Here’s the issue in general:
You have a new iOS device (iPhone, or iPad), and you want to make it just like the old iOS device you’re replacing. I have personally tested this process with iPhones and iPads on a Mac, but the theory should apply to Windows as well, and probably to iPods as well.
Here’s the specific situation you find yourself in:
You have a new device, and you want, or need to turn it on right away. If, for example, you go to the phone company’s store, and buy a new iPhone, or iPad, and you have them stick in a new SIM card because your old phone uses a different SIM card, you can now use the new phone immediately, and your old phone should not be turned on again, as the phone number now routes to the new SIM card in the new phone.
Now… You go home, plug your new phone into your computer to synchronize it with iTunes. iTunes will say that it’s detected a new phone, and ask you if you want to treat it as a new phone, or synchronize/restore it from a previous phone. This will most likely be the old phone you just replaced, as it should have been the last one you synched with iTunes.
Two days ago, Apple introduced a new, smaller iPad, the iPad Mini. It is my considered opinion that they screwed up, and for that I’m grateful. It means my purchase of a Nexus 7 two weeks ago was not a mistake.
So… What is it I think they got wrong? There’s the price! But, if I was looking for another expensive Apple product that integrated flawlessly with my existing hardware ecosystem, the iPad mini might be a good choice. I have a 10" iPad for that, though. The big thing that I think they got wrong is the size. It may fit in your hand well, and it may fit in a medium sized purse, or a coat pocket, but it does not fit in many sports coat, or suit jacket inside pocket, and it does not fit in my pants’ back pocket. The new iPad Mini is just too wide, and the Nexus 7 is exactly right.
This is mindblowing stuff. Apple’s new maps app, which they’ve touted with great bluster since their first announcement of its impending release as part of iOS 6, and which replaces the highly effective Google maps app, is showing horrible, ridiculous, and sometimes humorous results. In one of the examples cited in Britain’s Daily Telegraph, a reader has them listing a business which went defunct 15 years ago.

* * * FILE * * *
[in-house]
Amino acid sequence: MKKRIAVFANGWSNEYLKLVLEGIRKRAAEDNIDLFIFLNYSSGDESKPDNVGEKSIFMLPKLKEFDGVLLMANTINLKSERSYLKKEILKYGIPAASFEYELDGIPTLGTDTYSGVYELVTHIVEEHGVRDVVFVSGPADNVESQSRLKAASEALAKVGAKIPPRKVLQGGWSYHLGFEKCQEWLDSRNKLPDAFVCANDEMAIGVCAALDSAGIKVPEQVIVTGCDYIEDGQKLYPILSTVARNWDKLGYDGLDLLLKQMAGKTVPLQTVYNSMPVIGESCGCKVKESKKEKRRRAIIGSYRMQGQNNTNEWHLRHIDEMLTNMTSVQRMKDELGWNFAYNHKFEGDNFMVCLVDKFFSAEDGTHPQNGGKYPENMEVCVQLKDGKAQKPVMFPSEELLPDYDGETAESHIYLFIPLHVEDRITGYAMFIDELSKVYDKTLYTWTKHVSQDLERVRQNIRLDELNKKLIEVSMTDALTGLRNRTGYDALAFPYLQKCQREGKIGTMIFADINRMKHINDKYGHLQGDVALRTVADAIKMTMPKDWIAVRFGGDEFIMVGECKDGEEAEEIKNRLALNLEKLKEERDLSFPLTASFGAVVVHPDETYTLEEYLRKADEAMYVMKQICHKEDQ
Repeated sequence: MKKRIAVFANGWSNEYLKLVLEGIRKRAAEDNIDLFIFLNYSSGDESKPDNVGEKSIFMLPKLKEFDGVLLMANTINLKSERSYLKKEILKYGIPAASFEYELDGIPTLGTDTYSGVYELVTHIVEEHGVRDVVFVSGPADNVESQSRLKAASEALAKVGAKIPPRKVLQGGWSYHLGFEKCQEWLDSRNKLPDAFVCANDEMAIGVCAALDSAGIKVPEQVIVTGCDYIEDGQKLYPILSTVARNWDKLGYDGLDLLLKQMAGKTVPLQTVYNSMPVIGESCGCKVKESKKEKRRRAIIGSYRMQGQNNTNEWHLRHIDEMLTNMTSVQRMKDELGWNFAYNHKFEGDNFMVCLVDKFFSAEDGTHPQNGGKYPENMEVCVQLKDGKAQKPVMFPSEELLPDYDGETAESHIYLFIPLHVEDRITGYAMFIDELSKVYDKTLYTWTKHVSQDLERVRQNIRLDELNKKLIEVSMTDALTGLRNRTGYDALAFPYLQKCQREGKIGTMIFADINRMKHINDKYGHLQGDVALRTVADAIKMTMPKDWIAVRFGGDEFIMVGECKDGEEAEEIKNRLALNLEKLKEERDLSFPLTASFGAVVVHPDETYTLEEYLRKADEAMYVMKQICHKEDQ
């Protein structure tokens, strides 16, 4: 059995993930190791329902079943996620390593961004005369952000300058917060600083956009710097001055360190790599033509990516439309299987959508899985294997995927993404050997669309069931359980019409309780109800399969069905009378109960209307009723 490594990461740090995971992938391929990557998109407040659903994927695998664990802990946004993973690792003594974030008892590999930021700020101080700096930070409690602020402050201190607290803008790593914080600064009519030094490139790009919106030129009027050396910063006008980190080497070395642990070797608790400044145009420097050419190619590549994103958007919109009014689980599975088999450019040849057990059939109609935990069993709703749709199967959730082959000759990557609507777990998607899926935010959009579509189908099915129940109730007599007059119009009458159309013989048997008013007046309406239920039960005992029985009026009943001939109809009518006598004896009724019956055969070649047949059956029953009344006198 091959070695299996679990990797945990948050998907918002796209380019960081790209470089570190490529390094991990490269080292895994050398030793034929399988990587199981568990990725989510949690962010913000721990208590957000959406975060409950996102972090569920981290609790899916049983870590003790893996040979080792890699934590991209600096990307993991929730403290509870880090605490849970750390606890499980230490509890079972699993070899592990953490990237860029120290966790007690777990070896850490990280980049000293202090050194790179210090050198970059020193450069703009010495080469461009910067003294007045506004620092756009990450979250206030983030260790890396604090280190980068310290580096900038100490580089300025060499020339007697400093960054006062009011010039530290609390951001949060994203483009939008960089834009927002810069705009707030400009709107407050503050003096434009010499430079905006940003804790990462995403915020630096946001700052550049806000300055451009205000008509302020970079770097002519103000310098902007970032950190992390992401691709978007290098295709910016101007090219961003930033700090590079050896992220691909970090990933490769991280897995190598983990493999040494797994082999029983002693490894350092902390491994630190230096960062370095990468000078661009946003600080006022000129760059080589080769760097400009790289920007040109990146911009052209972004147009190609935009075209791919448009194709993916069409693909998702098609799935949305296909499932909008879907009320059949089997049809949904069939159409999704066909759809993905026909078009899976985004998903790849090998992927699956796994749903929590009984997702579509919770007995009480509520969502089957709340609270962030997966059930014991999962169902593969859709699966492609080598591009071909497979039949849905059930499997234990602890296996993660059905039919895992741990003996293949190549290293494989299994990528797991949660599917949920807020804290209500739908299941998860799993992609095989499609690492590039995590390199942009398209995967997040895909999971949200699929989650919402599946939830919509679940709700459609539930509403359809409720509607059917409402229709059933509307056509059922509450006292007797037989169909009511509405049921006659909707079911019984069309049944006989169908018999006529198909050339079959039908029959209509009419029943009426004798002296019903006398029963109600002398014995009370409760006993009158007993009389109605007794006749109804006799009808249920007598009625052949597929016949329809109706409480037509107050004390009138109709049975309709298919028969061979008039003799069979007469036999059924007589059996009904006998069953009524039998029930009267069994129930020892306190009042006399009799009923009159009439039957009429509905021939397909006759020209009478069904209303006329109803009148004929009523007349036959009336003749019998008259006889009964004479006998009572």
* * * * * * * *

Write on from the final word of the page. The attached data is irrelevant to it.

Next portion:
Apparently iOS 6 does do walking and transit directions, contrary to the claim I made in a previous post. They’re not gone, they’re just not immediately obvious.
Check Lifehacker for the details.
Stand by for more updates, and iOS secrets
The iPhone 5 is a relatively solid update to the 4S, but there’s not much revolutionary from a user’s point of view, except perhaps the improved battery life. Here’s a quick rundown of what is new:
- It’s thinner, longer, and lighter
- Faster Apple A6 processor
- LTE connection speed, if your carrier suports it, and tweaked wifi
- Longer screen, giving a proper 16×9 (widescreen) layout, and room for an extra row of icons on the launcher. Width of the screen remains the same.
- New connector (re-purchase all your accessories)
- New headset (EarPods)
- New aluminum case. No more glass back.
- Better camera front, and back
- Better battery life
- Prices are the same
- Oh, yeah… iOS 6
Click here for the official Apple page on the new iPhone.